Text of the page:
By Xavier Anderson
I stepped out of the car into the cutting cold. Skirts of light snow hitting me as I went for my jacket in the back seat. The few other people in the Dead Horse Gap carpark were more appropriately dressed for an altitude of 1,580 meters in winter; big puffer jackets; beanies and only a tiny sliver of exposure around their eyes and noses. I was beginning to doubt the adage “be bold and start cold”, which had been drilled into me during my time with the National Leadership School or NOLS in the US. It did mean that I didn’t waste much time getting ready, though.
As I hauled my pack over my shoulder, I went through a quick list in my head of things I packed. “Tent? Yep. GPS? Yep. Socks? Uhhhh…its too late now” I thought and then went over to Jason. He was also doing his final checks, his bag bulging with six days-worth of food and gear. When asked if he had forgotten anything he replied “It’s not like I can fit anything else in.” And true, our bags were bursting with not just sleeping bags, pots and stoves, but with packrafting gear as well.
We looked a bit out of place with lifejackets and paddles poking out of our packs. Especially when most people were taking skis off their roof racks. We had decided not to take skis or snowshoes on our trip. Today we would be in the snow, but the rest of the time we would be on the snow line or paddling, so it wouldn’t be worth it.
Besides, the trail looked good; icy but manageable. So, we bid farewell to Meredith and her daughter, who had kindly driven us to the trailhead, and took our first steps to the source of Australia’s longest river, the Murray.
For the first hour, the going was pretty easy, and we arrived at the Thredbo River crossing where the climbing began. Jason spotted some brumbies on the slope in front of us, making their way downhill through the snow. If only we had been smart enough to do the same thing.
As soon as I stepped off the footbridge onto the other side of the river, my foot plunged shin deep into the snow. I remember thinking, “A bit deeper than I expected, but it should be fine.” An hour later, we were post-holing to our thighs. It was perfect skiing conditions, if only we had the skis.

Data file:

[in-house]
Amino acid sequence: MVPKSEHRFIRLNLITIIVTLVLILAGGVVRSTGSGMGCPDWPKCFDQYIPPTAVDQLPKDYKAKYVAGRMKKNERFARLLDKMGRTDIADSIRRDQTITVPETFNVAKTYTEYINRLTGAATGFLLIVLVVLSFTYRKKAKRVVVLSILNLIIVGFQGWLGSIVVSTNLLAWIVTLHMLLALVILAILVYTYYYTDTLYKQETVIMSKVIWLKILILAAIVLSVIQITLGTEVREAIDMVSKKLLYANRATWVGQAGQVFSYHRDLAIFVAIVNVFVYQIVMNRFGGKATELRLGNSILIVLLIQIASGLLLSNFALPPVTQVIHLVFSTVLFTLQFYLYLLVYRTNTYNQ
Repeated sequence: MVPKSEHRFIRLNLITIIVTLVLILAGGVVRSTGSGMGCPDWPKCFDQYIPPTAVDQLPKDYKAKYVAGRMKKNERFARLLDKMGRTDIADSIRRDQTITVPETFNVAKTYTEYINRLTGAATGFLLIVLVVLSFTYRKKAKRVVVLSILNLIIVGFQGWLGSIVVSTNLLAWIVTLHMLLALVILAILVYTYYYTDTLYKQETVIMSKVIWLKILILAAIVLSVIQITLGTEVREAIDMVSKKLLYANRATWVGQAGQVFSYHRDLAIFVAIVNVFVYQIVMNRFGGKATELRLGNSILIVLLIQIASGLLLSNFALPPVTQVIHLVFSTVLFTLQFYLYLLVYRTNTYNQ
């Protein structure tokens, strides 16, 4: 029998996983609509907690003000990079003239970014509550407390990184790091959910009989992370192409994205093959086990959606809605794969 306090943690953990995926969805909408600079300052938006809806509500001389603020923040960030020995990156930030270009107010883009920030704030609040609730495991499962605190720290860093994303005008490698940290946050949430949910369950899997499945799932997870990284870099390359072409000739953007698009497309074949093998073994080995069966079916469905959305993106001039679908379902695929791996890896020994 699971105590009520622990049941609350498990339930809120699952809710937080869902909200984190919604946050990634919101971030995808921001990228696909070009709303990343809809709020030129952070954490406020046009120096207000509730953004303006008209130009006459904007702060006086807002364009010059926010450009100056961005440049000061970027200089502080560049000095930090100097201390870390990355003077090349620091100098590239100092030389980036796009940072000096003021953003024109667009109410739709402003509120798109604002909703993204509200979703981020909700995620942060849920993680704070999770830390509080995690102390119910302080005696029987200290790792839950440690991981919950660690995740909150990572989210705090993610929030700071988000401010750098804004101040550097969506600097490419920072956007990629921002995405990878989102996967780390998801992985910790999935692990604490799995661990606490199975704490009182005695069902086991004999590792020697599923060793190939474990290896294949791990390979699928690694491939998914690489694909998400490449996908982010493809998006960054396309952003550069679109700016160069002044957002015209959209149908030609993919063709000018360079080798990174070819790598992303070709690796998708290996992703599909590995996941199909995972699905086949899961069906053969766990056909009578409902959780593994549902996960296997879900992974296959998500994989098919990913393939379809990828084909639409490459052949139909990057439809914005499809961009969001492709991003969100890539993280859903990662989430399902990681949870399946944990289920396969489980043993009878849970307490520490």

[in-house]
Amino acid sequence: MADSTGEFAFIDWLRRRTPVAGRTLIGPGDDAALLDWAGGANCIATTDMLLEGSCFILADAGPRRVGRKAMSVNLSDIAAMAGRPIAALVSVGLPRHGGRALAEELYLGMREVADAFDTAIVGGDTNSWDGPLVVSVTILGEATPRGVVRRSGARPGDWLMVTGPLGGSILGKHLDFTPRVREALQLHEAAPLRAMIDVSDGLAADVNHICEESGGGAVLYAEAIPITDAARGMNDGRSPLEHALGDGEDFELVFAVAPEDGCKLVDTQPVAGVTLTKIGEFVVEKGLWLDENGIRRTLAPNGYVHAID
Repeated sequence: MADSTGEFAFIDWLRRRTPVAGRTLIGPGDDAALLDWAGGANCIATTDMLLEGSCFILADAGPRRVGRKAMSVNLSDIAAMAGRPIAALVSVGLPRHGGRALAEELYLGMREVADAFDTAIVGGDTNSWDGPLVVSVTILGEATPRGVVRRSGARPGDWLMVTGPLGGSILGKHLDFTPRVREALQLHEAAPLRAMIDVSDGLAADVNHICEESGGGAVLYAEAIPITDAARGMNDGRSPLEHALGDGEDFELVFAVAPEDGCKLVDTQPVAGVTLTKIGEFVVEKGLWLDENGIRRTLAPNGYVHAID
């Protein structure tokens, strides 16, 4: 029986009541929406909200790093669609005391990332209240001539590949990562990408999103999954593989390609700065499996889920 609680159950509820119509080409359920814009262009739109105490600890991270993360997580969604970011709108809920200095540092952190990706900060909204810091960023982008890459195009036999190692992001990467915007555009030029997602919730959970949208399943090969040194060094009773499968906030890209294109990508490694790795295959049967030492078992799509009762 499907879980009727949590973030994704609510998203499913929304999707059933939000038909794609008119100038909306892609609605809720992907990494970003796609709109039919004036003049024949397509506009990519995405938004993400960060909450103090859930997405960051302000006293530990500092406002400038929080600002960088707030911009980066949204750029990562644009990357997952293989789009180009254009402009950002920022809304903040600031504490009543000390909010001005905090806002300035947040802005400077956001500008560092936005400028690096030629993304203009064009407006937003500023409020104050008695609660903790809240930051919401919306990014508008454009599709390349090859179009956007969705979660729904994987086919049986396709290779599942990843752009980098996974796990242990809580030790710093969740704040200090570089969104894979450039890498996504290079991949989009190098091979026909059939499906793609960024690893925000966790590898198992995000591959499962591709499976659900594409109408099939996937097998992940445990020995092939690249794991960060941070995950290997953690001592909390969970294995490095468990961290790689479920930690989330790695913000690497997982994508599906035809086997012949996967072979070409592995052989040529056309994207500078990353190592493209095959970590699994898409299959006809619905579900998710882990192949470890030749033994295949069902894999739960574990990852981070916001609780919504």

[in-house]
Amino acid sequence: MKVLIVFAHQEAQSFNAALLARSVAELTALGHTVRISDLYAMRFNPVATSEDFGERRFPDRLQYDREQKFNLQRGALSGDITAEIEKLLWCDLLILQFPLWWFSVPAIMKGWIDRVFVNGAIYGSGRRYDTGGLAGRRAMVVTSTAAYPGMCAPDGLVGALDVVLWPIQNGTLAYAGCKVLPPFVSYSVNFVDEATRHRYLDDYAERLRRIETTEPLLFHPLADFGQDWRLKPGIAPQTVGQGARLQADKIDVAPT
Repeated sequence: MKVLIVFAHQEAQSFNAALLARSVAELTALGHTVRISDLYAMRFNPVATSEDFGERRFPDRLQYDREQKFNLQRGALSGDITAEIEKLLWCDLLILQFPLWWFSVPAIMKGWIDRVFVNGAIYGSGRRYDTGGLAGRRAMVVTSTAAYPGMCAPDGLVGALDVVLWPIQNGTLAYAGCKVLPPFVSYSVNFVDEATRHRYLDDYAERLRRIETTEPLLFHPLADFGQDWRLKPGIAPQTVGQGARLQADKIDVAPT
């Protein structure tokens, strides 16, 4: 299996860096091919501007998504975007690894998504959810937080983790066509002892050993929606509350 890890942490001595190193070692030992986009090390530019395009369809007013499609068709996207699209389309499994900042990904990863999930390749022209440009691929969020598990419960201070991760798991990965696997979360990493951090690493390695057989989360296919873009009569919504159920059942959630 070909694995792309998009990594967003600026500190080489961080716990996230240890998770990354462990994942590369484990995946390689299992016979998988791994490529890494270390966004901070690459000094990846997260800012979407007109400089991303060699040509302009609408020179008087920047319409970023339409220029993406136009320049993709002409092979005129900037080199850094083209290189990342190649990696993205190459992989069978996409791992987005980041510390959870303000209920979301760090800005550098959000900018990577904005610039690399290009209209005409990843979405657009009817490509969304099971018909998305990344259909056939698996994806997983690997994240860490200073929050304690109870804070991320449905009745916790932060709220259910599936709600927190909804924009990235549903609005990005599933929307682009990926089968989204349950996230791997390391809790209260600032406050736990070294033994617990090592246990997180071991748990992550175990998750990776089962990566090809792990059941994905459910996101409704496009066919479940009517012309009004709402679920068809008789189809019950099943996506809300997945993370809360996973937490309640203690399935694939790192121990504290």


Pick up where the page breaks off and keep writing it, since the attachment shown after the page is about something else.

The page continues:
It was unbelievably draining. You wouldn’t know when your foot would stop plunging through the snow, constantly putting you off balance, waiting for your foot have something solid to push against for your next step.
Sometimes our feet would plunge all the way to the hip and send us teetering into the awaiting snow. With our heavy packs it was a whole process to get up as well. Movements had to be carefully thought out because every swing of the pack could send you flying back down.
Following a particularly grueling, thigh deep section, Jason and I stopped for lunch and decided to set our sights on a more achievable goal for the night’s camp: Cascade Hut, our planned lunch spot. We planned to be there at 12:00, but after three hours of hiking, we were nowhere close.
So, after lunch, we swung our packs on, ready for more death-march post-holing. It was with absolute relief that shortly after starting up, we could see the track poking through the snow.
I normally find fire trails a grind, but I have never been more ecstatic to see a long patch of churned up mud. I was suspicious of how long this patch would last, but as we rounded the bend into a valley, the patches of mud took over the snow. Along with lots of feral horses and their poo which lay in large piles every hundred meters or so. They are such beautiful animals, but it is hard to ignore the impact they are having on the area.